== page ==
Meeting Report Oct 2011

Have you ever seen a work of visual art used successfully as an integral part of a worship service?

On this past chilly Monday evening, a few of us gathered at my home church for the first “official” Ekphrasis of the year. Our Sept. meeting was mostly planning, although we did some good workshopping as well.

Anyway, SPB, MB, NI, JF, ES, JA, and I gathered to share works and talk. This was the first workshop meeting that was also open to “interested observers,” and a couple of the newcomers were just that. This is part of our slowly unfolding campaign to network with a large number of churches and to get involved with the whole Christian community in our area.

MB began by reading the first chapter of a novel-in-progress: a gripping, fast-paced, visually stunning tale of fairies, mystery, and murder.

SPB then shared an ink (pen and inkwash) landscape drawing whose intricate detail drew much praise. We had a brief little discussion (with much jovial ribbing) about our ability to read meanings into a visual work with frightful dexterity.

JA then shared a poem, a tightly-knit personal lyric, full of careful word choices and interesting modifiers, ostensibly the tale of an ending love, but really a more domesticated account of a small marital dilemma. A very beautiful, understated work.

Between and among workshopping these pieces, we had an excellent discussion about visual arts in church. Hence the question above: Have you ever seen a work of visual art — painting, drawing, sculpture — used in a worship service? Not just displayed in the sanctuary, but mentioned by the pastor, used as inspiration for music, developed as the basis of a sermon? How did it work? Did it enhance worship? Did it distract? What kind of work was it? Was it explicitly biblical, or abstract, or what? Please share your experience!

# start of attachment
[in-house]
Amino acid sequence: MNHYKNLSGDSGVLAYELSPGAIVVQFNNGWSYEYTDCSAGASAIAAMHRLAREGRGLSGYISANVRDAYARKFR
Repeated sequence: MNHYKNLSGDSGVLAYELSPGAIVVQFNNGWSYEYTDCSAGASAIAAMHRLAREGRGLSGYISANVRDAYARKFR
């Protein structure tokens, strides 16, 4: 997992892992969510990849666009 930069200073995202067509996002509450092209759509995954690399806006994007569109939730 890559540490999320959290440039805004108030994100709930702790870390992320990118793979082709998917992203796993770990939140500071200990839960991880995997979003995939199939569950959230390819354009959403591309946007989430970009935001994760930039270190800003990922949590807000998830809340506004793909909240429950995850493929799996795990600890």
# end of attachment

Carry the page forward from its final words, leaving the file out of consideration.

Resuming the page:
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About Sørina Higgins

Sørina Higgins is a writer, English teacher, and Inklings scholar. Sørina serves as Chair of the Department of Language and Literature at Signum University and teaches English at King's College and Lehigh Carbon Community College. She has published two books of poetry, "The Significance of Swans" and "Caduceus."

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